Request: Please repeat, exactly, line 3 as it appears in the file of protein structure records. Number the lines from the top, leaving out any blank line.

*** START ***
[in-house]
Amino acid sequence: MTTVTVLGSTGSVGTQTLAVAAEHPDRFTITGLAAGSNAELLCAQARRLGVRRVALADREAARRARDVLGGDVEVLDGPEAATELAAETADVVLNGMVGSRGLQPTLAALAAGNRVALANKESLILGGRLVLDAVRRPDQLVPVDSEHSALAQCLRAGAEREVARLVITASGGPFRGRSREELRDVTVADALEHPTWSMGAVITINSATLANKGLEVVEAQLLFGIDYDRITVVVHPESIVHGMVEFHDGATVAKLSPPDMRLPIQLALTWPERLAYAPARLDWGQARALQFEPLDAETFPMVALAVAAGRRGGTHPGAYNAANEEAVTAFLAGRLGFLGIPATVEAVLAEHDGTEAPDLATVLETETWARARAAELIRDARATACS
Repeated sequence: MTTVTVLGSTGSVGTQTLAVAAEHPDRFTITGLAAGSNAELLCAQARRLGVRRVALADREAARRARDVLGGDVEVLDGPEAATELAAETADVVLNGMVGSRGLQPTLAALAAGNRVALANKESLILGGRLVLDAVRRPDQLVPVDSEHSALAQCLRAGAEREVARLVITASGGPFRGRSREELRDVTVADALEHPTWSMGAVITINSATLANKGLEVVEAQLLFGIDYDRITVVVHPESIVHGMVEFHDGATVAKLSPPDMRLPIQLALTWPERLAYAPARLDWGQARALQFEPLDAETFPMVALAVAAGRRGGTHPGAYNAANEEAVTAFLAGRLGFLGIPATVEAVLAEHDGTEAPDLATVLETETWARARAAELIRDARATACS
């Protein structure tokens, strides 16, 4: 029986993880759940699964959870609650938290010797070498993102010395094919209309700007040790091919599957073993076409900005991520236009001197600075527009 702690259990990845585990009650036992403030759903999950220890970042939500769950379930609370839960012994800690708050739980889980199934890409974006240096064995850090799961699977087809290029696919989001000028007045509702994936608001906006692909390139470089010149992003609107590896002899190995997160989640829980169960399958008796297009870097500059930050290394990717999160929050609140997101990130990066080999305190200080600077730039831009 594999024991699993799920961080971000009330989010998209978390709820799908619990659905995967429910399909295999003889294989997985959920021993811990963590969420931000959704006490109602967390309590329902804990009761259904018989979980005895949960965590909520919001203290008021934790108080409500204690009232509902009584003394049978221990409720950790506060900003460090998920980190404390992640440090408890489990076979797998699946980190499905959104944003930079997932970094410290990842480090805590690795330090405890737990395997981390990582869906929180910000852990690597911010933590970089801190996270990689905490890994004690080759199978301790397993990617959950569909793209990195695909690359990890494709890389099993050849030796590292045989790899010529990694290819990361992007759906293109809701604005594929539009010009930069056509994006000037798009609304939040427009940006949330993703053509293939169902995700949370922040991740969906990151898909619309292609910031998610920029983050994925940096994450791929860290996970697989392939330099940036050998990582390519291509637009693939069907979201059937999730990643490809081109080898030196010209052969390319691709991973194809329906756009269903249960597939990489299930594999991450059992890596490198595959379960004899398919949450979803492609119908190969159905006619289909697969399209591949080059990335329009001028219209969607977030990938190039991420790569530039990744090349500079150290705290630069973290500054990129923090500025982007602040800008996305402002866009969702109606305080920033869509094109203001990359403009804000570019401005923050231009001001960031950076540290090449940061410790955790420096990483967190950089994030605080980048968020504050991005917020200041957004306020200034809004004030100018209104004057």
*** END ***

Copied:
Repeated sequence: MTTVTVLGSTGSVGTQTLAVAAEHPDRFTITGLAAGSNAELLCAQARRLGVRRVALADREAARRARDVLGGDVEVLDGPEAATELAAETADVVLNGMVGSRGLQPTLAALAAGNRVALANKESLILGGRLVLDAVRRPDQLVPVDSEHSALAQCLRAGAEREVARLVITASGGPFRGRSREELRDVTVADALEHPTWSMGAVITINSATLANKGLEVVEAQLLFGIDYDRITVVVHPESIVHGMVEFHDGATVAKLSPPDMRLPIQLALTWPERLAYAPARLDWGQARALQFEPLDAETFPMVALAVAAGRRGGTHPGAYNAANEEAVTAFLAGRLGFLGIPATVEAVLAEHDGTEAPDLATVLETETWARARAAELIRDARATACS